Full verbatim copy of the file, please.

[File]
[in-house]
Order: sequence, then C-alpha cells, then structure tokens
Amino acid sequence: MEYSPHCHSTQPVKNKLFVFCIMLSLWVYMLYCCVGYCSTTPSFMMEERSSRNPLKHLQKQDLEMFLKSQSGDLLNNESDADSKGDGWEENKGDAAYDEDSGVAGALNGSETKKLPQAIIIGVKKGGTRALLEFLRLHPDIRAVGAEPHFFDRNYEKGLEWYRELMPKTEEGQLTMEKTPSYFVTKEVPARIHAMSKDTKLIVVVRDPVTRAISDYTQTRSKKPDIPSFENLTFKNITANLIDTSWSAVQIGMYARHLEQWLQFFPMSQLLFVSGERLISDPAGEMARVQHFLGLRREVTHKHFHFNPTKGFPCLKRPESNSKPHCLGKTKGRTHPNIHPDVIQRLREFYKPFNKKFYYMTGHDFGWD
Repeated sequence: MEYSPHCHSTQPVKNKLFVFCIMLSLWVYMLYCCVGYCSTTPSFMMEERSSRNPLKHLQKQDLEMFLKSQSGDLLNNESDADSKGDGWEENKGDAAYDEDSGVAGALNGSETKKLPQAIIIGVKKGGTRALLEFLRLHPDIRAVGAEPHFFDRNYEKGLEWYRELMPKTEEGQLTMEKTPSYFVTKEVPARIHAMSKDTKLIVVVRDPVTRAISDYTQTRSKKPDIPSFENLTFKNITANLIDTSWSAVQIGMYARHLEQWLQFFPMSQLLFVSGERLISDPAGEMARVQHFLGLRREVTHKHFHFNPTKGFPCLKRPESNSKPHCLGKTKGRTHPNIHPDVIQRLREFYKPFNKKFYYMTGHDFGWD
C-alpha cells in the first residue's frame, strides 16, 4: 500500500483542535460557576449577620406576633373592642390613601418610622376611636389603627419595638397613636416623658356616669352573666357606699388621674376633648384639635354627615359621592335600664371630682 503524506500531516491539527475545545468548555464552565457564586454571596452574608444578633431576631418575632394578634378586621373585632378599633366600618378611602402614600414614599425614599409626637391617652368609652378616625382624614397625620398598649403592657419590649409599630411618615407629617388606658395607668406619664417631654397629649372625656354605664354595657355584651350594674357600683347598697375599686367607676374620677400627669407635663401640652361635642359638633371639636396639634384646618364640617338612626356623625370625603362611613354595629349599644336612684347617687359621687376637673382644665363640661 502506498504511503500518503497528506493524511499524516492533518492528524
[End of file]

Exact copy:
[in-house]
Order: sequence, then C-alpha cells, then structure tokens
Amino acid sequence: MEYSPHCHSTQPVKNKLFVFCIMLSLWVYMLYCCVGYCSTTPSFMMEERSSRNPLKHLQKQDLEMFLKSQSGDLLNNESDADSKGDGWEENKGDAAYDEDSGVAGALNGSETKKLPQAIIIGVKKGGTRALLEFLRLHPDIRAVGAEPHFFDRNYEKGLEWYRELMPKTEEGQLTMEKTPSYFVTKEVPARIHAMSKDTKLIVVVRDPVTRAISDYTQTRSKKPDIPSFENLTFKNITANLIDTSWSAVQIGMYARHLEQWLQFFPMSQLLFVSGERLISDPAGEMARVQHFLGLRREVTHKHFHFNPTKGFPCLKRPESNSKPHCLGKTKGRTHPNIHPDVIQRLREFYKPFNKKFYYMTGHDFGWD
Repeated sequence: MEYSPHCHSTQPVKNKLFVFCIMLSLWVYMLYCCVGYCSTTPSFMMEERSSRNPLKHLQKQDLEMFLKSQSGDLLNNESDADSKGDGWEENKGDAAYDEDSGVAGALNGSETKKLPQAIIIGVKKGGTRALLEFLRLHPDIRAVGAEPHFFDRNYEKGLEWYRELMPKTEEGQLTMEKTPSYFVTKEVPARIHAMSKDTKLIVVVRDPVTRAISDYTQTRSKKPDIPSFENLTFKNITANLIDTSWSAVQIGMYARHLEQWLQFFPMSQLLFVSGERLISDPAGEMARVQHFLGLRREVTHKHFHFNPTKGFPCLKRPESNSKPHCLGKTKGRTHPNIHPDVIQRLREFYKPFNKKFYYMTGHDFGWD
C-alpha cells in the first residue's frame, strides 16, 4: 500500500483542535460557576449577620406576633373592642390613601418610622376611636389603627419595638397613636416623658356616669352573666357606699388621674376633648384639635354627615359621592335600664371630682 503524506500531516491539527475545545468548555464552565457564586454571596452574608444578633431576631418575632394578634378586621373585632378599633366600618378611602402614600414614599425614599409626637391617652368609652378616625382624614397625620398598649403592657419590649409599630411618615407629617388606658395607668406619664417631654397629649372625656354605664354595657355584651350594674357600683347598697375599686367607676374620677400627669407635663401640652361635642359638633371639636396639634384646618364640617338612626356623625370625603362611613354595629349599644336612684347617687359621687376637673382644665363640661 502506498504511503500518503497528506493524511499524516492533518492528524